The region is one step away from making its woodland bylaw more clear.
A report was given to the region’s planning and economic development committee with a list of the changes made by staff, which include additional definitions and clarifications, as well as a name change for the bylaw.
The bylaw was originally called the “Region of Durham Woodland Conservation and Management Bylaw,” but will now be the “Regional Woodland Bylaw.”
Changes to the definitions of “hedge row,” “key natural features,” and more were included in the updated bylaw.
The definition of “normal farm practices” has been revised. It now includes any farm practice “as defined by the Green Belt Plan.” The bylaw also does not include farmers who are engaged in normal farm practices, and permit fees for said practices are waived for “bona fide farmers.”
The definition of “woodland” has also been updated, and a requirement that agricultural land not in production for more than 15 years be automatically subject to the bylaw is now removed.
“The removal of this provision allows discretion for considering tree removal on lands that were originally cleared for agricultural practices,” reads the report.
Pickering Councillor Maurice Brenner says he thinks the name change is a “wise choice.” He also asked if the region has had any discussions with the lower tier municipalities about enforcing the bylaw.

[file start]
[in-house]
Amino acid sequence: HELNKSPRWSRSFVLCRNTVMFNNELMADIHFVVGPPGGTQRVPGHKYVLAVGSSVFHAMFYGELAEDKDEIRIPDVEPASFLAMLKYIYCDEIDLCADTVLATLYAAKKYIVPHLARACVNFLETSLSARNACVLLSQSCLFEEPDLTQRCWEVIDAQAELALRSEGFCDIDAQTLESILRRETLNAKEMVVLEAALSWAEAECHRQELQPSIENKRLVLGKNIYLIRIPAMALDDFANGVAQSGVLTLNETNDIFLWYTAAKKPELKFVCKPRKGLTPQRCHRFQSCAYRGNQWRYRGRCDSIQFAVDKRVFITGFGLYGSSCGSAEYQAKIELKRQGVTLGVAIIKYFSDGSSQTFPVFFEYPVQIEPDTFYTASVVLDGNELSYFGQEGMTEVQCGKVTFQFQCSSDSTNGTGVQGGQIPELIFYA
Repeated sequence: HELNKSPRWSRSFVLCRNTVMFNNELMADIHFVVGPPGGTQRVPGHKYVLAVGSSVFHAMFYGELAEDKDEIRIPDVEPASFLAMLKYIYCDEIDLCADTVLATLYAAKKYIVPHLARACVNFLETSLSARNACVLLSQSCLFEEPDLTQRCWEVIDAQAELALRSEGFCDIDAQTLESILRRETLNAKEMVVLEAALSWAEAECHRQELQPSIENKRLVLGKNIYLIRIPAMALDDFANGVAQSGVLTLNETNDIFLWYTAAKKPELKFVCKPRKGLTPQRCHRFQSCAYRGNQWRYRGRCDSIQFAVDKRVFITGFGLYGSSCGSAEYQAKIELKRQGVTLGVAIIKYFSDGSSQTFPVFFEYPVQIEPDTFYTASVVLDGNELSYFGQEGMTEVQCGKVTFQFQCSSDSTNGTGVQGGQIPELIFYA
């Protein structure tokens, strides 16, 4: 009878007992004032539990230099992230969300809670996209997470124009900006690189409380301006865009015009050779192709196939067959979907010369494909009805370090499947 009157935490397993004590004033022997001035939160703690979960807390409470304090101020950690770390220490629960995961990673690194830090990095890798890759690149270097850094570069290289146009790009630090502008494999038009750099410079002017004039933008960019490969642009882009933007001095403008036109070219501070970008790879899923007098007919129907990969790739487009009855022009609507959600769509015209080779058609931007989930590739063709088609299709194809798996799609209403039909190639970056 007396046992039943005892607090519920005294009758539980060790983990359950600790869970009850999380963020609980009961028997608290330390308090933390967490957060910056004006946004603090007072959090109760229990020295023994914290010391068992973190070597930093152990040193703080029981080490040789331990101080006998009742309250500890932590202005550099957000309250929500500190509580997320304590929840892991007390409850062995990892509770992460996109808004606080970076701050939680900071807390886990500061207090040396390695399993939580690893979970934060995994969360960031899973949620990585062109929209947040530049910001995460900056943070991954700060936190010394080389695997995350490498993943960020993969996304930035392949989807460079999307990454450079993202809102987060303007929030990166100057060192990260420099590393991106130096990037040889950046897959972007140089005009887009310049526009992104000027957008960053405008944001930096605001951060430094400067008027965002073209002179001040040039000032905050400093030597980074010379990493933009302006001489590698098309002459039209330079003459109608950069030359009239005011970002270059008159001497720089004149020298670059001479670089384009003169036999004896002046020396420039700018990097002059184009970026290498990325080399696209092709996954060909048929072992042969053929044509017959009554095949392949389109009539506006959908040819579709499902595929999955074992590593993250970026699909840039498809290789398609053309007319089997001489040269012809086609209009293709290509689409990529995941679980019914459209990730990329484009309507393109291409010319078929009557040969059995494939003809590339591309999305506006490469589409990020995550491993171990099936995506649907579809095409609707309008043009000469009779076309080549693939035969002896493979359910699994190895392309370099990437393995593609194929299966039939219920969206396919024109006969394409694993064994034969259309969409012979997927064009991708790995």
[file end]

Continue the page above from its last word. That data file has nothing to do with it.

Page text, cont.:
According to Commissioner of Planning and Economics Brian Bridgeman, the bylaw pertains to areas of one hectare or more.
“If we’re talking about a wooded area less than one hectare, then that would be the jurisdiction of the lower tiered municipality,” he explains.
He continues by noting the region has its own “tree bylaw expert,” and a bylaw enforcement officer who is retained on a contractual basis to enforce the woodland bylaw.
“We are able to administer it at that point without the use of lower tier bylaw enforcement officers,” he says.
Uxbridge Councillor Gord Highet asked staff about the timeline of the bylaw, and if it will be implemented immediately after the next council meeting, or if there will be a delay.
“We are looking to move with this immediately,” says Manager of Plan Implementation Lino Trombino.
Ultimately, no councillors were opposed, and the revised bylaw now heads to regional council for approval.